3 September, 2020 Diversity in UK Polar Science
As Director of Innovation and Impact, one of my strategic aims is to enhance innovation culture through diversity and inclusion. I believe that innovation thrives on diversity of insights, fuelled by a richness of backgrounds and an inclusive culture of idea sharing. A step change has been the formation of the Foreign, Commonwealth and Development Office funded Diversity in Polar Science Initiative (DiPSI) to mark the 200th Anniversary of the discovery of Antarctica. It has been a privilege to be part of the Steering Committee, and I have benefited tremendously from our joint journey.
Even with the best of intentions, it is likely we all unwittingly contribute to the problem. Although I care deeply about being inclusive and enhancing equality and diversity, I make mistakes – because I don’t know what it feels like to be in the shoes of colleagues from different minorities. I appreciate now that this will be a long, probably life-long learning process, as the make-up of our society evolves.
Our intense conversations around Black Lives Matter have taught me how essential it is to listen to the experiences of others with an open mind, to acknowledge with empathy how they are feeling and never to question a person’s lived experience of racism or any form of discrimination. It has encouraged me to educate myself on racism and understand the issues related to white privilege.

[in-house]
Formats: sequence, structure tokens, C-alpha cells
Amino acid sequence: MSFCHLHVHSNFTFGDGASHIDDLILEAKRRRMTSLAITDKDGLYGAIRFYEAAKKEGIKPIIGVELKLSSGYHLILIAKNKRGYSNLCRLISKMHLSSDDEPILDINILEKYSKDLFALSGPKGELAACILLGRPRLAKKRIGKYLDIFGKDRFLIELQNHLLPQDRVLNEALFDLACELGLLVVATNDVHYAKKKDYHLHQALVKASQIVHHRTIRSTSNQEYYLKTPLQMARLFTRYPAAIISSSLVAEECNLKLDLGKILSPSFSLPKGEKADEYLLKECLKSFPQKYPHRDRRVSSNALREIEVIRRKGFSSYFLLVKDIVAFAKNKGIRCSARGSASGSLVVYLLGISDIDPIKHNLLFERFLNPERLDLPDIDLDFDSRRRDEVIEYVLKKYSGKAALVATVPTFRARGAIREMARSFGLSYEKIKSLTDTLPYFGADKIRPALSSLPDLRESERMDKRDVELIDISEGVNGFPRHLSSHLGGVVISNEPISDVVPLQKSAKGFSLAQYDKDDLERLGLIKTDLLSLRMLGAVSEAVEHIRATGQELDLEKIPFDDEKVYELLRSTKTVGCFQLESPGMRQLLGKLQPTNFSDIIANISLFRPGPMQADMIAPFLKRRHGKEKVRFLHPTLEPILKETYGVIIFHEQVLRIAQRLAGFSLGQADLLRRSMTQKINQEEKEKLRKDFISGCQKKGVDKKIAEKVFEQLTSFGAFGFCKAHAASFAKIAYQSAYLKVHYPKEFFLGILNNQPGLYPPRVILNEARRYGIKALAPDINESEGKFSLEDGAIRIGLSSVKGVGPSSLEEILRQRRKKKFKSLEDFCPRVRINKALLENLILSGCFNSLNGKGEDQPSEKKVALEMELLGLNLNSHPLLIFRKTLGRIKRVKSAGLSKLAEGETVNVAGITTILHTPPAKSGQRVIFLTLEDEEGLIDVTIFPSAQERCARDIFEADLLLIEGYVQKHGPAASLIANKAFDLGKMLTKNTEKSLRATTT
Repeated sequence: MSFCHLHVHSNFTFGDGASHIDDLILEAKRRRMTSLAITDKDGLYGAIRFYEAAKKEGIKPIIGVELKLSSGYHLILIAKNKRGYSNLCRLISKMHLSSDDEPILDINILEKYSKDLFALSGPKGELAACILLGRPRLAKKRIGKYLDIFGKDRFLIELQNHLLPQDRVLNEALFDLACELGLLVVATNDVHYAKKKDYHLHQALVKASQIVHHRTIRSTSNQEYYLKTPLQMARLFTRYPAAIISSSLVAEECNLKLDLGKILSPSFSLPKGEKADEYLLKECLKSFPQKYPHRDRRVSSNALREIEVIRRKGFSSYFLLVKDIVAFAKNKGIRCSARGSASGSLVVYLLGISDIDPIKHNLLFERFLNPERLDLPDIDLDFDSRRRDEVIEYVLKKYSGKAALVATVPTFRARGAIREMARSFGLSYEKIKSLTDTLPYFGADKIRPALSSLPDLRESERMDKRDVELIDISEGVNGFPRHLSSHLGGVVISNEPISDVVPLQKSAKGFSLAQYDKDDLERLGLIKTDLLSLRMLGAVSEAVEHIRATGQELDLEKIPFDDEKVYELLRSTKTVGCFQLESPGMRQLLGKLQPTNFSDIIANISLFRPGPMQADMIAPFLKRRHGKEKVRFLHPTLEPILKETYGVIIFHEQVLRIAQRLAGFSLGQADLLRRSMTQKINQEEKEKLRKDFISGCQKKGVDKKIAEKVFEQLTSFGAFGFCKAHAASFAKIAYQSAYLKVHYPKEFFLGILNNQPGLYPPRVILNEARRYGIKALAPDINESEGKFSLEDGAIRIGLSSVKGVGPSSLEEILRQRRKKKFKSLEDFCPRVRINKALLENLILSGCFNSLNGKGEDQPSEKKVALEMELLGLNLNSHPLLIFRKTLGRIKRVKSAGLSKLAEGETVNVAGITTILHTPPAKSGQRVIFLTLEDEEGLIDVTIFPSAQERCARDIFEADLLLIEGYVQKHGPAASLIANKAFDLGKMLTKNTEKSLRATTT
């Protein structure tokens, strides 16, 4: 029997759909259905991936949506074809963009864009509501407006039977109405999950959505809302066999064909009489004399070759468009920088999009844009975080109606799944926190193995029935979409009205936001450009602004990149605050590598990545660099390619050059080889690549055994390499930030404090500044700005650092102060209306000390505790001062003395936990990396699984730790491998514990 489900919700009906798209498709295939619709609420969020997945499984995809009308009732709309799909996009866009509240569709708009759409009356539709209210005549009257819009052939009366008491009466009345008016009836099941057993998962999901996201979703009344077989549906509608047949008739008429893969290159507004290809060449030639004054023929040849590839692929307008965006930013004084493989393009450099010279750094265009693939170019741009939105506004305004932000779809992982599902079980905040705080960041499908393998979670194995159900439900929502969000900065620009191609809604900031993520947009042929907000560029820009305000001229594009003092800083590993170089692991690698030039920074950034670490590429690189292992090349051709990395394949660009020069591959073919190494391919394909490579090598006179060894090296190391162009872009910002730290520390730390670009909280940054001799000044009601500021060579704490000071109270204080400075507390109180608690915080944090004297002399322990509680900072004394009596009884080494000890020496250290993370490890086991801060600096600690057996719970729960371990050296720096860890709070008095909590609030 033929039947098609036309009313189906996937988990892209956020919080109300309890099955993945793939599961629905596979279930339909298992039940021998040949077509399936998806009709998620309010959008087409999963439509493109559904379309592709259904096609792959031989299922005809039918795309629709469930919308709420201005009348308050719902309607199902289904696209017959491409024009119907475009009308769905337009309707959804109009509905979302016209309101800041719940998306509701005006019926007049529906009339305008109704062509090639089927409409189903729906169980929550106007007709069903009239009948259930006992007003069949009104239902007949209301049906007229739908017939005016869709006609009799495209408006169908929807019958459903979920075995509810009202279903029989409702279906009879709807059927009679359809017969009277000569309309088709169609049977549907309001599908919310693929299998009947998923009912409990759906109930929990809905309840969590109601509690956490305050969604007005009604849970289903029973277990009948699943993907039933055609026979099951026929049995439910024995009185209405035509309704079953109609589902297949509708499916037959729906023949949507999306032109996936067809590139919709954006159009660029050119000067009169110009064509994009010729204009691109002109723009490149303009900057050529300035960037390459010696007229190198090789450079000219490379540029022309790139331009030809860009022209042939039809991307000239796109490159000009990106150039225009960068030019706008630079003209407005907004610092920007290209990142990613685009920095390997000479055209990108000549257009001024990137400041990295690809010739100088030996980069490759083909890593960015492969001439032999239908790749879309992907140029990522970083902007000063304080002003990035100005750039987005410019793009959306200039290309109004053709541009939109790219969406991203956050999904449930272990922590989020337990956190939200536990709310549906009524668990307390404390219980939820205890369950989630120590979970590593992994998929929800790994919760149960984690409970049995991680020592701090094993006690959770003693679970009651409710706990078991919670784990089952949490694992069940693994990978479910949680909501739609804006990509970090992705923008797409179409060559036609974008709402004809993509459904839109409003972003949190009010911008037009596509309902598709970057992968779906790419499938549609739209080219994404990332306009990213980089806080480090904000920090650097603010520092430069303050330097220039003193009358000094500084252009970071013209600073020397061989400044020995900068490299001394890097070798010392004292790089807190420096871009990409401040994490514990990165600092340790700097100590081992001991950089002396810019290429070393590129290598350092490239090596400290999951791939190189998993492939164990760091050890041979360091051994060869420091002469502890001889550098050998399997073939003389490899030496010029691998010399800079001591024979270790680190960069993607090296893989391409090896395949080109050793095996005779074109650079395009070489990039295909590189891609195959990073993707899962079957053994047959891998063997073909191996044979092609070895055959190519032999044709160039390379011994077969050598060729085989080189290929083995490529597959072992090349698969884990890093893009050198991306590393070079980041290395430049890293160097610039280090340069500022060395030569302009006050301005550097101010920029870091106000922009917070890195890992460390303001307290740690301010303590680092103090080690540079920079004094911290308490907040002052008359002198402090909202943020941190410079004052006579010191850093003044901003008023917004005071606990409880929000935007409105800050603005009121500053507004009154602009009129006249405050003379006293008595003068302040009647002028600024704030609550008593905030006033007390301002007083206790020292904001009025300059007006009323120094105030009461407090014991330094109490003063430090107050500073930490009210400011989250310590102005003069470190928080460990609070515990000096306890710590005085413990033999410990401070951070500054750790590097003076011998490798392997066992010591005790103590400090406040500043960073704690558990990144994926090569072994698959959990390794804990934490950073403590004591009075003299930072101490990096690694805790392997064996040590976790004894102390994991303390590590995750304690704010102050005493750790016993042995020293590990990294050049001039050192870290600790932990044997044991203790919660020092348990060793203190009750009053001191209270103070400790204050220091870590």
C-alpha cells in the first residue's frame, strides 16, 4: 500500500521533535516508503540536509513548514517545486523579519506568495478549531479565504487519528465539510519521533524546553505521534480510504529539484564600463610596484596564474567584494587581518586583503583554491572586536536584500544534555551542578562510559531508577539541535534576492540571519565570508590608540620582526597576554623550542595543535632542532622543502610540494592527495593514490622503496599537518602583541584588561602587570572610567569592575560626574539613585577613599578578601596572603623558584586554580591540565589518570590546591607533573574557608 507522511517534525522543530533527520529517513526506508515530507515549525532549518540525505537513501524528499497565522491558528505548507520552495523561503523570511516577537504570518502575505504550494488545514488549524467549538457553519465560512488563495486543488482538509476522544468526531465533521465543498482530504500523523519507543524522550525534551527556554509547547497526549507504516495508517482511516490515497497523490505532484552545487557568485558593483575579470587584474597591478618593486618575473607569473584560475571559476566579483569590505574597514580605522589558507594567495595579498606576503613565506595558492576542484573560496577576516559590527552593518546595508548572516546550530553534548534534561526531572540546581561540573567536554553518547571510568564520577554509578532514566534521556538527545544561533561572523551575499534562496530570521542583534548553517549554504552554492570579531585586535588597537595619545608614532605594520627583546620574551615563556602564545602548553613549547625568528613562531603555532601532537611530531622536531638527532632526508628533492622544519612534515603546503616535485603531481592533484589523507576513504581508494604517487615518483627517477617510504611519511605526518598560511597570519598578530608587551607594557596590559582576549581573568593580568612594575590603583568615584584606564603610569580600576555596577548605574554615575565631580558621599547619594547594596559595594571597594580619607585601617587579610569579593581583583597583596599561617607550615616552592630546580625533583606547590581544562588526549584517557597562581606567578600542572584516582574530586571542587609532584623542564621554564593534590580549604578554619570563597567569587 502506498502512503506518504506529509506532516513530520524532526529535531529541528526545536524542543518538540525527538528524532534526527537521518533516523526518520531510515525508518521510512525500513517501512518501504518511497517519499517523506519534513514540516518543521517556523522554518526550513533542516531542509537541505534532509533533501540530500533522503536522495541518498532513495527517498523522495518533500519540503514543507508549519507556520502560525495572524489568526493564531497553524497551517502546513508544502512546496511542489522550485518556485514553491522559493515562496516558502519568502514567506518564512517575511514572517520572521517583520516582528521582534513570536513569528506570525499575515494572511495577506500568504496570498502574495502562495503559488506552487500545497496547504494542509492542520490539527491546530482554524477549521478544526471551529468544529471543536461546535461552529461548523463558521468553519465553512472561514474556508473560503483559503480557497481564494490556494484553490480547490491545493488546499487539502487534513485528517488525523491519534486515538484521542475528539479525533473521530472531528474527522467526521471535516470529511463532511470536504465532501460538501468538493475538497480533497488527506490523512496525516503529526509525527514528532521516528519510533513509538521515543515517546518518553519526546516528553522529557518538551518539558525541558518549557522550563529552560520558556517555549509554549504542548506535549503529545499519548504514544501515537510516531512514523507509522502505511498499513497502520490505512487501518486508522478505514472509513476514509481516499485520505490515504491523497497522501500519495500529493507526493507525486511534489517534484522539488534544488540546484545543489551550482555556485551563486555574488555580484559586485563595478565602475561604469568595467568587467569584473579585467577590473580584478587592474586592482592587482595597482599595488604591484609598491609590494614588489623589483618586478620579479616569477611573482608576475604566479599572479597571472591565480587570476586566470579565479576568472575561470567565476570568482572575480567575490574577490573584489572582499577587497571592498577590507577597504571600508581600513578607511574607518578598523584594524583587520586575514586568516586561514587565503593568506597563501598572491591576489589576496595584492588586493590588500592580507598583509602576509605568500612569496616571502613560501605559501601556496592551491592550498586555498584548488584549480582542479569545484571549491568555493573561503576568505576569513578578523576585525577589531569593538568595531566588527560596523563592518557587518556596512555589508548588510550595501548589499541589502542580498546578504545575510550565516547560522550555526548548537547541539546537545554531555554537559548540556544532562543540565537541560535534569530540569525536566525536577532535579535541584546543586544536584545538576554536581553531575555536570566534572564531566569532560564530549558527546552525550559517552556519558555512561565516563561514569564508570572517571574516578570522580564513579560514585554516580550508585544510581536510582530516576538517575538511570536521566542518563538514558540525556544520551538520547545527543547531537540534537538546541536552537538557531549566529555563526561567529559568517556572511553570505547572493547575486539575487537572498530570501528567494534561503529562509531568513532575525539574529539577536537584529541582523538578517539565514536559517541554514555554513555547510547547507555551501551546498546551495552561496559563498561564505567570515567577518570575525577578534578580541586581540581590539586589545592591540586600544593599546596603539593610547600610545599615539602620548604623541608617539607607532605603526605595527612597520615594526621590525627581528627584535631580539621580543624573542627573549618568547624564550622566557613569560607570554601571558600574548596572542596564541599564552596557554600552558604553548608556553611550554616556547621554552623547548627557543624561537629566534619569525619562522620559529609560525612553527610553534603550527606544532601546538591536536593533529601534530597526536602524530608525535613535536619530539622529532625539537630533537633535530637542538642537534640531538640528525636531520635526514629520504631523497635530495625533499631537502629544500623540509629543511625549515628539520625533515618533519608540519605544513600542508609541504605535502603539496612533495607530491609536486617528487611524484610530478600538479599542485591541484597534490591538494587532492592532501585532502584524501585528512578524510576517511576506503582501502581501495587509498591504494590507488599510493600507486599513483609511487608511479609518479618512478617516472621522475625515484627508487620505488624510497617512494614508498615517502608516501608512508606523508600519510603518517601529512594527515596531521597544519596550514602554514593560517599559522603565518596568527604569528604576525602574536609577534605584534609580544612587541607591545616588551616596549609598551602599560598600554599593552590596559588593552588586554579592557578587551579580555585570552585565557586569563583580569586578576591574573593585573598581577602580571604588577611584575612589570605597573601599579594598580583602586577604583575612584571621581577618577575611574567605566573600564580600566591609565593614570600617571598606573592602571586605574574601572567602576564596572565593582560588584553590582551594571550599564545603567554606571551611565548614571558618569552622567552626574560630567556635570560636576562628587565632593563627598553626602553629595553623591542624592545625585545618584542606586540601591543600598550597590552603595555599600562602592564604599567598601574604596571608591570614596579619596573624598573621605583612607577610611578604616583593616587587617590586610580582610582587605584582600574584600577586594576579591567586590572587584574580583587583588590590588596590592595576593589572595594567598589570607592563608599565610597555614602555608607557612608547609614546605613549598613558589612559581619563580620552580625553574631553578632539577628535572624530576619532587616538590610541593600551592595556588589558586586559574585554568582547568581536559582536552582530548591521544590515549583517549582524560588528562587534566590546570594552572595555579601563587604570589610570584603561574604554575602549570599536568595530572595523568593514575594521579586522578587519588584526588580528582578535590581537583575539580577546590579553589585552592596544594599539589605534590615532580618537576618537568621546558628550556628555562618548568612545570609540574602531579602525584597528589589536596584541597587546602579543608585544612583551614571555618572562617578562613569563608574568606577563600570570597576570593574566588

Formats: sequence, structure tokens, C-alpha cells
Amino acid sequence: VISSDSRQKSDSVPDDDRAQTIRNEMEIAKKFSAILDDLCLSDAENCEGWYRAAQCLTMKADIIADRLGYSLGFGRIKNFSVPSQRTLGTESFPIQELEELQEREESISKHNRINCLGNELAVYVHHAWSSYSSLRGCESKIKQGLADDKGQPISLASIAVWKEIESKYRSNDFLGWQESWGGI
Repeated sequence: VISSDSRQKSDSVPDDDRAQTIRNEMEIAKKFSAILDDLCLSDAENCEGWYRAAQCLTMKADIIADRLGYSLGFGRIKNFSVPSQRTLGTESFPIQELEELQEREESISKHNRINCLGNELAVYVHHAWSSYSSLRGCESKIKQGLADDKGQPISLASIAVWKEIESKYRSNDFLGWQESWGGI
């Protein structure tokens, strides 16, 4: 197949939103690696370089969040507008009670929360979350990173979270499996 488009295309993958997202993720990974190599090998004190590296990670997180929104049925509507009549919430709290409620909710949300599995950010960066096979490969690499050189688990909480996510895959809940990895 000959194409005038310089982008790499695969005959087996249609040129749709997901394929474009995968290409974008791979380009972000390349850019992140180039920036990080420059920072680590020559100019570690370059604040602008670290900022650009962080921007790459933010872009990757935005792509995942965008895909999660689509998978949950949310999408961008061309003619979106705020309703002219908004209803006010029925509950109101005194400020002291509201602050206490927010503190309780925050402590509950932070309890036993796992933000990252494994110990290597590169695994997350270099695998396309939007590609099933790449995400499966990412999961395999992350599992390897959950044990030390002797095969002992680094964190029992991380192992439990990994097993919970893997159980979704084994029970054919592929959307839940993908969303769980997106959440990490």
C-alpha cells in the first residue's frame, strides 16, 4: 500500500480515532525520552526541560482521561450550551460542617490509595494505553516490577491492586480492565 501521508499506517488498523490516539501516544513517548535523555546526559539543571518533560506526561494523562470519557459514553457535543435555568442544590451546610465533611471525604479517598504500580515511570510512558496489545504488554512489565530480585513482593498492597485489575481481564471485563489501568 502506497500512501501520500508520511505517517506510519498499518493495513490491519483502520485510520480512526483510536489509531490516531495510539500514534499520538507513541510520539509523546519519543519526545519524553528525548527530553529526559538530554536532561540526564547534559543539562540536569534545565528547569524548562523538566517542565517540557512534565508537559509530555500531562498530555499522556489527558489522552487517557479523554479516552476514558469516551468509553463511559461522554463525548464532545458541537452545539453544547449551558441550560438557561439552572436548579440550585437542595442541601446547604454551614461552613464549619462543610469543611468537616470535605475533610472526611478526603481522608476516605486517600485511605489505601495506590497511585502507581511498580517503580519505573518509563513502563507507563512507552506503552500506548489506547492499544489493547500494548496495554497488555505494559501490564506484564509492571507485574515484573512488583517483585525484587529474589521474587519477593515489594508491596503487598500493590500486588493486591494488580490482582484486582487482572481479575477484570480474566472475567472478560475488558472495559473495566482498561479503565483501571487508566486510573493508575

By exploring white privilege, I have become much more aware of the host of advantages I have been taking for granted as a white, able-bodied, tall, cis woman with a supportive family and life-long access to high quality education. It has provided me with additional motivation to help level the playing field.
I have come to appreciate how crucial it is that those in the majority, including myself, speak up on behalf of underrepresented groups. We need to call out damaging behaviours and be visible allies who drive change, rather than putting the onus and burden of proof on those who are already disadvantaged.
An essential first step is to acknowledge current shortfalls in equality, diversity and inclusion (EDI), and express a desire for change, both top down from senior leadership and bottom up from staff engagement. The numbers are stark: with 3% of staff in UK Polar Science being BAME, and 1.8% disabled, compared to 16% and 19% respectively in UK society, we have a lot of work to do!
Let’s follow this up with creating structured opportunities to listen to minorities, and learn from their experience – diversity training should be available, and ideally mandatory, for all staff and students. It is helpful to have visible Diversity Champions and Allies, and make advanced training available.
We need to understand why we do not attract more diverse applicants for studentships and jobs, and take corrective action. One avenue to make a broader spectrum of talent aware of opportunities in polar science is to reach out specifically to schools and universities with highly diverse student bodies.
Let’s review recruitment practices and policies, setting ambitious targets for interviewing applicants from minority backgrounds. Positive action would be a powerful way to balance diversity and to express commitment to inclusion.
As individuals and institutions, we are all at different stages of this journey. Some of the needed changes may come surprisingly easy when we get stuck in, others will take a lot of time and effort.
Key is to keep moving together in the right direction, listening and learning from each other – I can’t wait for all of us to reap the benefit!
Find out more about the Diversity in UK Polar Science Initiative and get involved.